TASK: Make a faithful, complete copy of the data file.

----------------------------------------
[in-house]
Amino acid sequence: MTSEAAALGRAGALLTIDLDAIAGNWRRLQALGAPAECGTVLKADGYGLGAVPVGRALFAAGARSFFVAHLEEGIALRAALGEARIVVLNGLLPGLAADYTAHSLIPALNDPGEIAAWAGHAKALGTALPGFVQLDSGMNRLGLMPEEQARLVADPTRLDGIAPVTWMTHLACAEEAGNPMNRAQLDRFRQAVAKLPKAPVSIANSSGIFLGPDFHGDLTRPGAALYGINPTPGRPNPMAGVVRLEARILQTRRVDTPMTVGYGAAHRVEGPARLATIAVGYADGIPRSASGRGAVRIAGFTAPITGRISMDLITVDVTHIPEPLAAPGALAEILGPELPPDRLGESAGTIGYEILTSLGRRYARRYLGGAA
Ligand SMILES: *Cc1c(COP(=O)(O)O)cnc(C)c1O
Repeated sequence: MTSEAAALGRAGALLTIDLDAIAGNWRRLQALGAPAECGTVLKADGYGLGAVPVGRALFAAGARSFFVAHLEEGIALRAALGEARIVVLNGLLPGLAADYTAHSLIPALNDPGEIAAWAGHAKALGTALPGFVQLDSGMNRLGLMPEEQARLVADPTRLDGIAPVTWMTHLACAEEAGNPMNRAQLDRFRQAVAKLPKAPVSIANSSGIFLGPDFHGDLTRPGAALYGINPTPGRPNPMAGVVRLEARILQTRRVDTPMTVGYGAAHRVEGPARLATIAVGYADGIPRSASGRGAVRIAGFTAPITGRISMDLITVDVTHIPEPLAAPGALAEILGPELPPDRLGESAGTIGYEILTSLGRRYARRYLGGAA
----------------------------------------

[in-house]
Amino acid sequence: MTSEAAALGRAGALLTIDLDAIAGNWRRLQALGAPAECGTVLKADGYGLGAVPVGRALFAAGARSFFVAHLEEGIALRAALGEARIVVLNGLLPGLAADYTAHSLIPALNDPGEIAAWAGHAKALGTALPGFVQLDSGMNRLGLMPEEQARLVADPTRLDGIAPVTWMTHLACAEEAGNPMNRAQLDRFRQAVAKLPKAPVSIANSSGIFLGPDFHGDLTRPGAALYGINPTPGRPNPMAGVVRLEARILQTRRVDTPMTVGYGAAHRVEGPARLATIAVGYADGIPRSASGRGAVRIAGFTAPITGRISMDLITVDVTHIPEPLAAPGALAEILGPELPPDRLGESAGTIGYEILTSLGRRYARRYLGGAA
Ligand SMILES: *Cc1c(COP(=O)(O)O)cnc(C)c1O
Repeated sequence: MTSEAAALGRAGALLTIDLDAIAGNWRRLQALGAPAECGTVLKADGYGLGAVPVGRALFAAGARSFFVAHLEEGIALRAALGEARIVVLNGLLPGLAADYTAHSLIPALNDPGEIAAWAGHAKALGTALPGFVQLDSGMNRLGLMPEEQARLVADPTRLDGIAPVTWMTHLACAEEAGNPMNRAQLDRFRQAVAKLPKAPVSIANSSGIFLGPDFHGDLTRPGAALYGINPTPGRPNPMAGVVRLEARILQTRRVDTPMTVGYGAAHRVEGPARLATIAVGYADGIPRSASGRGAVRIAGFTAPITGRISMDLITVDVTHIPEPLAAPGALAEILGPELPPDRLGESAGTIGYEILTSLGRRYARRYLGGAA